Thursday, 2 June 2011

Job done! Repossession of an expression


In the last two weeks, our staff have been very busy coping with demands of both Mr Obama and Mr Blatter regarding presidential powers, decrees, votes, transparency and how democracy actually works.  Our experts have been gathering in Dauville and Zurich for matters of the utmost importance. 

Among the topics not discussed at the G8 or in FIFA Haus was the matter of trade in moral dilemma.  We’ve visited this topic before and are pleased to note that moral dilemma was discussed in the final programme of the Moral Maze series.  This is a programme which is broadcast live on a Wednesday and repeated the following Saturday.  It can be listened on the BBC iPlayer and we discussed the programme in some detail two weeks ago. 

We would like to remind you that the said Slut Walk will be taking place on Saturday.  Lady Jean Bridie will be discussing this from the perspective of procession, orders, chivalry and the rights of women to dress as they please etc.

The FIFA coronation of Mr Blatter against the strong advice of the English Football Association, with some alleged support from the Scottish Football Association, proved to be a non-event as the election proceeded in much the same way as elections have done in tyrannical regimes, one party states  and even some religious groupings with territorial claims.  We are quite sure that FIFA has, as yet, no arrangement with the Swiss Customs Union for a partial cantonment of FIFA Haus in Zurich, though one of Lady Jean Bridie’s friends in Kanton Glarus is keeping a watchful eye should FIFA 101 be required in such wide subjects as banking regulations, copyright infringement, sponsorship, corruption and fund raising in matters of academic study for some of the UK leading universities (£9000 per year).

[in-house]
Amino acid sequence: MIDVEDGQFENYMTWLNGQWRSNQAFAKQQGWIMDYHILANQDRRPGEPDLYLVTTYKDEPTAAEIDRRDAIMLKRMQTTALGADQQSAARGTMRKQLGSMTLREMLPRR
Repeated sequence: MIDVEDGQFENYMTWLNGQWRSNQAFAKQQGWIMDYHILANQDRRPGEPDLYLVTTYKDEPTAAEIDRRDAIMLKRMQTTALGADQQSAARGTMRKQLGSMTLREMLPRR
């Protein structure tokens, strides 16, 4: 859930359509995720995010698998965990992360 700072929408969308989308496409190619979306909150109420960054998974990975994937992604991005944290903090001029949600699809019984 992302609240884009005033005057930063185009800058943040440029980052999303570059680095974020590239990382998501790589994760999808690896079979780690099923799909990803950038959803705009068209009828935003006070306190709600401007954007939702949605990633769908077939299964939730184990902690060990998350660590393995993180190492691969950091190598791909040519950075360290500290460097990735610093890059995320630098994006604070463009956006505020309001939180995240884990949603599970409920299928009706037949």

The Obreption Collective (OC) is in listening mode and we’ve been listening to all our readers and followers with the same care and affection shown by Her Majesty’s Government in matters of health reform, immigration, law and order, education and constitutional arrangements within and without the United Kingdom and the European Union.  The OC is harvesting some new pools of talent and we’ve been so impressed by some of our alumni that we look forward to the next semester. 

Our discussion of the Moral Maze features a Roman Catholic commentator and an Anglican priest.  To illustrate balance, we have included a plaque which could symbolise the Methodists, who might be engaged in some sort of marriage proposal.


A few words on the final programme of the Moral Maze:

At the beginning one of the regular panellists – I think it was Matthew Taylor – mentioned David Hume and I was agog in anticipation wondering if Raymond Tallis would put in an appearance.  As it turned out, Tallis did appear at the very end of the programme and knocked the four panellists into the long grass.  Clifford Longley was totally out of it trying to bring ‘theology’ into a discussion about science and morals.  Giles Fraser, Canon Chancellor of St Paul’s Cathedral, tried not to be in ‘Thought for the Day’ mode and acquitted himself fairly well. 

The other guests were:

Professor Joshua Greene ( and
Professor Jerry Coyne ( ), who could neatly sidestep any daft hypothetical idea posed by the panel.  In this case, Claire Fox sounded as if some sense was being made, but again this was all very philosophical and shows how poor some of the regular panellists can be in trying to debate subjects with which they have encountered little challenge hitherto.  I missed this programme last week, but have enjoyed listening to it twice on a live basis.  The Slut Walk was more confrontational and perhaps more entertaining; the last one less so.  This may have been due to the fact that Melanie Philips and Michael Portillo were not there.